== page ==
Challenging suspicion-less rental house inspections

CASE UPDATE

Neither the Minnesota Supreme Court, nor the Court of Appeal, upheld that rental houses should require a warrant, based on individualized probable cause. ACLU - MN still asserts that individualized probable cause is needed in order to acquire an administrative search warrant for a rental-housing inspection.

CASE BACKGROUND

The ACLU of Minnesota believes that it is inappropriate to victimize housing tenants by subjecting them to unreasonable searches all in the name of protecting their rights. This case argues that this Court should require individualized probable cause for rental housing inspection warrants because the U.S. Supreme Court’s decision in Camara v. Municipal Court of San Francisco does not adequately protect Minnesota citizens' basic rights and liberties.

It is well settled that the expectation of privacy in one’s home is based on societal expectations that have deep roots in the history of the 4th amendment. As such, the ACLU of Minnesota urges the court to hold that housing inspections should only take place when based on voluntary consent or a warrant that is based on individualized probable cause to believe that code violations will be found on a particular property.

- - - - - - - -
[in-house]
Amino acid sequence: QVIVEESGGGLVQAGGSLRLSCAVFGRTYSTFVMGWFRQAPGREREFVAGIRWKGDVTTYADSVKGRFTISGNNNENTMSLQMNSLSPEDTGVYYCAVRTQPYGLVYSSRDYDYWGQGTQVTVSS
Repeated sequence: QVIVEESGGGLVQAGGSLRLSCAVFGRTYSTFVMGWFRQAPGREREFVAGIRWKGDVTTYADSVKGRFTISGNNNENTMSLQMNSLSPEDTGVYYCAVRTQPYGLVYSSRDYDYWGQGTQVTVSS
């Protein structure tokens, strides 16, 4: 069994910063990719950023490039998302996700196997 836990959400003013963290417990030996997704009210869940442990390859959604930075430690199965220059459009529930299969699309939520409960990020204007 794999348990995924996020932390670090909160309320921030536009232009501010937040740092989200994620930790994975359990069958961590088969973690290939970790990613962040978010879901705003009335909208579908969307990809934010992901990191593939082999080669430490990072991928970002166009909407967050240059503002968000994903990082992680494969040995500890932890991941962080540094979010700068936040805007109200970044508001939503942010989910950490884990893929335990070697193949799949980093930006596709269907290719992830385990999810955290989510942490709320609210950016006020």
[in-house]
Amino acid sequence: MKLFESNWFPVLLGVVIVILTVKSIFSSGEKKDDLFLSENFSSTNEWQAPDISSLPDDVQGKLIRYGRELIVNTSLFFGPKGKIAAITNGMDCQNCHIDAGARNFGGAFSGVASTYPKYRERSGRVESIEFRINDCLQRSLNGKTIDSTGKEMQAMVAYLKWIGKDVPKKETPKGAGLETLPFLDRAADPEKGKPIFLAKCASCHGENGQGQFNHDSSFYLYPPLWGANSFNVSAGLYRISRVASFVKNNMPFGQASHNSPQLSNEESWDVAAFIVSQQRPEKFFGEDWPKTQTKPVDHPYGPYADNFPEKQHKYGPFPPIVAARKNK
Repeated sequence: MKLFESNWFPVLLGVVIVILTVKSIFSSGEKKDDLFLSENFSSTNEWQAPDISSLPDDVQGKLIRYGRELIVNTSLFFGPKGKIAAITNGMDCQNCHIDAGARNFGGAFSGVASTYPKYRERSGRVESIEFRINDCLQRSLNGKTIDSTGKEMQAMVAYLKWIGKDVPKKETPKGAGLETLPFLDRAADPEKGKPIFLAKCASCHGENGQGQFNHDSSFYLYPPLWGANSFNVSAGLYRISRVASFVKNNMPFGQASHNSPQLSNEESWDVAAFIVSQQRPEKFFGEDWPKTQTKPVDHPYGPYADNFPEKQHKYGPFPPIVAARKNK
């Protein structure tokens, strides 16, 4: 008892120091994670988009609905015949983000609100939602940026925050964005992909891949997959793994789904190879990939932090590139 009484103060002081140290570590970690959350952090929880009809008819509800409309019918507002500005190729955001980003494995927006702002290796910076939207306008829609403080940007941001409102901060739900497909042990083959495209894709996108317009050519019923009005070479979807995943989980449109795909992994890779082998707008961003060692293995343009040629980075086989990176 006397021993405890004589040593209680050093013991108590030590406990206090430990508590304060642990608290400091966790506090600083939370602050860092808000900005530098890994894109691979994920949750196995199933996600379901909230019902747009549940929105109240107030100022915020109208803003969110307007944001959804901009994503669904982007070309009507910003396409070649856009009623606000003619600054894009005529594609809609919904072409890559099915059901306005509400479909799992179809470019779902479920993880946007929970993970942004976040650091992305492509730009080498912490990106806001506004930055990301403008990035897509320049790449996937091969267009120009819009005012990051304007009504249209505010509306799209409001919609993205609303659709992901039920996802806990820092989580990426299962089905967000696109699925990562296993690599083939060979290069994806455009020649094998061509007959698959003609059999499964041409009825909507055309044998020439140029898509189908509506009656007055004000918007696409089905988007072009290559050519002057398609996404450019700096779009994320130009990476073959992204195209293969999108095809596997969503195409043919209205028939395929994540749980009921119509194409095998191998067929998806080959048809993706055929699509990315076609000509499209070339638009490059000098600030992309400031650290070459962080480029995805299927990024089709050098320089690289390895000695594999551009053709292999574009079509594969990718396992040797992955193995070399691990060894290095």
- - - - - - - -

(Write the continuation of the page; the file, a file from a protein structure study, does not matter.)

The ACLU-MN urges the Minnesota Court of Appeal to uphold the District Court decision that rental houses should require a warrant, based on individualized probable cause to believe that code violations will be found in the property to be inspected.

Date filed

Court

Minnesota Supreme Court

Status

Lost

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